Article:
Just west of the 14er Ellingwood Point, in the Southern Sangres, lies the Bicentennial Peak known as Twin Peaks A. It’s accessed from the Zapata Falls trailhead and campground, which is also the starting point for the popular day hike to Zapata Falls.
Colorado has over 1000 ranked and named summits above 12,000 feet in the various ranges within the state. With so many mountains to identify, sometimes a popular name is unknowingly assigned to more than one mountain in the state. Just as an example, there are five 13ers called Grizzly Peak, and in that case, each Grizzly Peak is assigned and A, B, C, and so on, in order of elevation, to identify them from each other.
Twin Peaks A is the taller of two mountains in Colorado named Twin Peaks. The other Twin Peaks, referred to as “Twin Peaks B” is just north of Rinker Peak near Twin Lakes (which we’ve also climbed).
With that all explained, we had been looking to ski some less-traveled summits in the Sangres, and we came upon Twin Peaks A, 13,580 ft. The access up Zapata Creek looked straightforward, and photos from trips of ours to the area in years past showed the east side of the summit to hold a lot of snow.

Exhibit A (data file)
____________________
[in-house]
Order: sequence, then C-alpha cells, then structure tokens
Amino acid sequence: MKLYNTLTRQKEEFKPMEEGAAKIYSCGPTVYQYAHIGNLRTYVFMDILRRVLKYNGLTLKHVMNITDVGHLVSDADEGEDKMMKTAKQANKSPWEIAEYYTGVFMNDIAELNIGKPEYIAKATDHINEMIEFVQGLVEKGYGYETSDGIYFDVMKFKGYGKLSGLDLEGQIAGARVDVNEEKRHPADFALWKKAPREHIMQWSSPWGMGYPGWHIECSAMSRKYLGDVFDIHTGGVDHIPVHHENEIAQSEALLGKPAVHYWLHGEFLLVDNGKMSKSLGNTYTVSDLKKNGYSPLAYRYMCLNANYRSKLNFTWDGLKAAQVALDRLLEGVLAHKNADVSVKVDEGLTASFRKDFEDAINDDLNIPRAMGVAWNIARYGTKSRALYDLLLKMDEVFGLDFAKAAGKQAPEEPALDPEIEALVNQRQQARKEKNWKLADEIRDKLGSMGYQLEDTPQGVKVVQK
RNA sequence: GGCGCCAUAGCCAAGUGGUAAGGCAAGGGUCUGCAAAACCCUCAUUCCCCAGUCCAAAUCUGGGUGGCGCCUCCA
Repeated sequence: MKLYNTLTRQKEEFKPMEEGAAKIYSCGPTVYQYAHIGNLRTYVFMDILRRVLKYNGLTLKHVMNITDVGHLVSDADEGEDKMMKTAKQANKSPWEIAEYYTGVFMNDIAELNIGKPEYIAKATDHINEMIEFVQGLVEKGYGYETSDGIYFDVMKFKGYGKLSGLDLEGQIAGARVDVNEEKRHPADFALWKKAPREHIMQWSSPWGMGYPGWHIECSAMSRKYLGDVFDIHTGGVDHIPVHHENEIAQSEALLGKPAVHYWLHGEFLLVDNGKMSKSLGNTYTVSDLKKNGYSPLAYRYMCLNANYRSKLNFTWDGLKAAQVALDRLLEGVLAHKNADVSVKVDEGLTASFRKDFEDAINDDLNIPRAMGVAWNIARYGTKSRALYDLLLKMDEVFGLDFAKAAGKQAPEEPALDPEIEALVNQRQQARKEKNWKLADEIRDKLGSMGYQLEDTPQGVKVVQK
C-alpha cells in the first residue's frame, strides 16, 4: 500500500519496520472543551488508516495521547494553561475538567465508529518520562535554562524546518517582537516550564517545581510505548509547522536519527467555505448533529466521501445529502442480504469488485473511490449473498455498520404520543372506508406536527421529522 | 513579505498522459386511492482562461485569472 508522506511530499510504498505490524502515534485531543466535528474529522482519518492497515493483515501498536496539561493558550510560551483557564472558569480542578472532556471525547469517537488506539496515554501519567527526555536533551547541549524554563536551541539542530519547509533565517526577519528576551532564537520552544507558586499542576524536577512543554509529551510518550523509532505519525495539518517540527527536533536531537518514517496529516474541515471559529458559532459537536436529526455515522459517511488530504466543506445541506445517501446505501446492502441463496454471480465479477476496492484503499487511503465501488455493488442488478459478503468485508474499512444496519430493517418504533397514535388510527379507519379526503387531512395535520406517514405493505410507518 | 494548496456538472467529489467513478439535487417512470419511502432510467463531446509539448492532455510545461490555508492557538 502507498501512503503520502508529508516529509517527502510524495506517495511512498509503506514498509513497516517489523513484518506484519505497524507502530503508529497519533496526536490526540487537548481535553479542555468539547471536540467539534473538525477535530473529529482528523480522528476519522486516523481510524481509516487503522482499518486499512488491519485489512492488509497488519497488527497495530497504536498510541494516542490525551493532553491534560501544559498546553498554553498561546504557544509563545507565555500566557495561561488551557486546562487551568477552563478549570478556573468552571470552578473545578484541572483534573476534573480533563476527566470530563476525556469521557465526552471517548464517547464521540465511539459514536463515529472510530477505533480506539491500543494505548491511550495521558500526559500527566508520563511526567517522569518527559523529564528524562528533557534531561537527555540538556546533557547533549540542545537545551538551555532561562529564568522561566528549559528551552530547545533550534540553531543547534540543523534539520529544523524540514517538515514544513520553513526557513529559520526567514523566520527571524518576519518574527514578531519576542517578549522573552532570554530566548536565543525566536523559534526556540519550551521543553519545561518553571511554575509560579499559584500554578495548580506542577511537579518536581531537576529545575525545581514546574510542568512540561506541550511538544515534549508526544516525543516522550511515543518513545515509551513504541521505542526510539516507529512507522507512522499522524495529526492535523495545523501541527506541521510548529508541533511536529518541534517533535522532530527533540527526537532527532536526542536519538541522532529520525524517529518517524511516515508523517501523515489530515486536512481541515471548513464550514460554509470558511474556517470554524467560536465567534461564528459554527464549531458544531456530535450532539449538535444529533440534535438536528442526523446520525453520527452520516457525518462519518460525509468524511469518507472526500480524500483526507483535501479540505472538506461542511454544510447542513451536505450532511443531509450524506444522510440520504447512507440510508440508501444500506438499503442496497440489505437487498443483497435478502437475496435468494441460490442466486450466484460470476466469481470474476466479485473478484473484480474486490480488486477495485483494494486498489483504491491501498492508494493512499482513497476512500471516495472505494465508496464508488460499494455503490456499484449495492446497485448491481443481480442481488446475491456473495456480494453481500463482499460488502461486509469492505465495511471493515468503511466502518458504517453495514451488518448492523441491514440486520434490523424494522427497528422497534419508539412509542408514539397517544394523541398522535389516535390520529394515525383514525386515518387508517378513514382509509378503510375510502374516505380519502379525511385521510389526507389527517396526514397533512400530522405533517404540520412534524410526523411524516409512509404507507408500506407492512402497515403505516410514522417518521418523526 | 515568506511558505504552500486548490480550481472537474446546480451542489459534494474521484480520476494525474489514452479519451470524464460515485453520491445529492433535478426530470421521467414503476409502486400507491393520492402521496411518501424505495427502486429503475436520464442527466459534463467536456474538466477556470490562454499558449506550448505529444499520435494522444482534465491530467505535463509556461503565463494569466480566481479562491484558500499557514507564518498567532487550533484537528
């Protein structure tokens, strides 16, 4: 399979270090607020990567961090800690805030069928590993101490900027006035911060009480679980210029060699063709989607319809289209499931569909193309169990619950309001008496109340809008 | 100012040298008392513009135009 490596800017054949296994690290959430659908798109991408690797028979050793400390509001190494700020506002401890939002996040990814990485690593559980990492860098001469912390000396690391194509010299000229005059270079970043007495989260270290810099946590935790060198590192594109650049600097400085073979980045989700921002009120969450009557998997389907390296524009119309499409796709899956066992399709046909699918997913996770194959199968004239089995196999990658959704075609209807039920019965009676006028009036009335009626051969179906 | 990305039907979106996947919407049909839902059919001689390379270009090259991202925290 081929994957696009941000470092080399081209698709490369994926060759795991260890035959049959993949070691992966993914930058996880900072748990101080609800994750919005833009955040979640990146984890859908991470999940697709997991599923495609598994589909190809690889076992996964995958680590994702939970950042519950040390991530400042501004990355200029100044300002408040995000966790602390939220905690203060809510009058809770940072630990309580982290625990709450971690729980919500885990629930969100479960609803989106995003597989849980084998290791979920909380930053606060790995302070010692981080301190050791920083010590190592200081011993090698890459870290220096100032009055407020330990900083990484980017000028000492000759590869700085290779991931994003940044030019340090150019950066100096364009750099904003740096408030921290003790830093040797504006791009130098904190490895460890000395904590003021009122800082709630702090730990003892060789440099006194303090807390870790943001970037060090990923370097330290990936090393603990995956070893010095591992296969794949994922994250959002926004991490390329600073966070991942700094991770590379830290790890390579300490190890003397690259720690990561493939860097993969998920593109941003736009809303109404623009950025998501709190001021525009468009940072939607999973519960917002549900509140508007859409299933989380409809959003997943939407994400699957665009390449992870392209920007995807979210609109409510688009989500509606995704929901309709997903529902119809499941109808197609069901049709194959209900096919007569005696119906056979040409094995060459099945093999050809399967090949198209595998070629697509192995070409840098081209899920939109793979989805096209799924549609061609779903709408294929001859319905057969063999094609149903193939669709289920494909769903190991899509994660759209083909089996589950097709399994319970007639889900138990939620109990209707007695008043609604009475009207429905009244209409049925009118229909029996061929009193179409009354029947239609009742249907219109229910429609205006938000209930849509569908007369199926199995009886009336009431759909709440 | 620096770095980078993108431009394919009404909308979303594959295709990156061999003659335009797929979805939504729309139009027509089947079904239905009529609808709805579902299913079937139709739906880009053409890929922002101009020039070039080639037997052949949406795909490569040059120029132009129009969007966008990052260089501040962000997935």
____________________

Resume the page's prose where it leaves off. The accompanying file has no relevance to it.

Spring arrives early to the Sangre de Cristos, and the first half of the approach was on a dry trail. Just below Zapata Lake we put on our ski boots and skis and then cruised the frozen spring snow to the base of the east side of the mountain. We skinned to just below the ridge that connects the two summits that comprise the Twin Peaks. After a 100 feet of booting, we were on the ridge. From there it was an easy skin over to the higher of the two summits.
The skiing was great. The east facing corn was soft and there was a stunning backdrop of the southern Sangre 14ers – Elllingwood Point, Blanca Peak, and Little Bear (with Lindsey in the distance behind to the left). It wasn’t long before we were back down in the snow/melt zone below Zapata Lake and hiking back out.
And of course we made the side trip to check out Zapata Falls on the way out.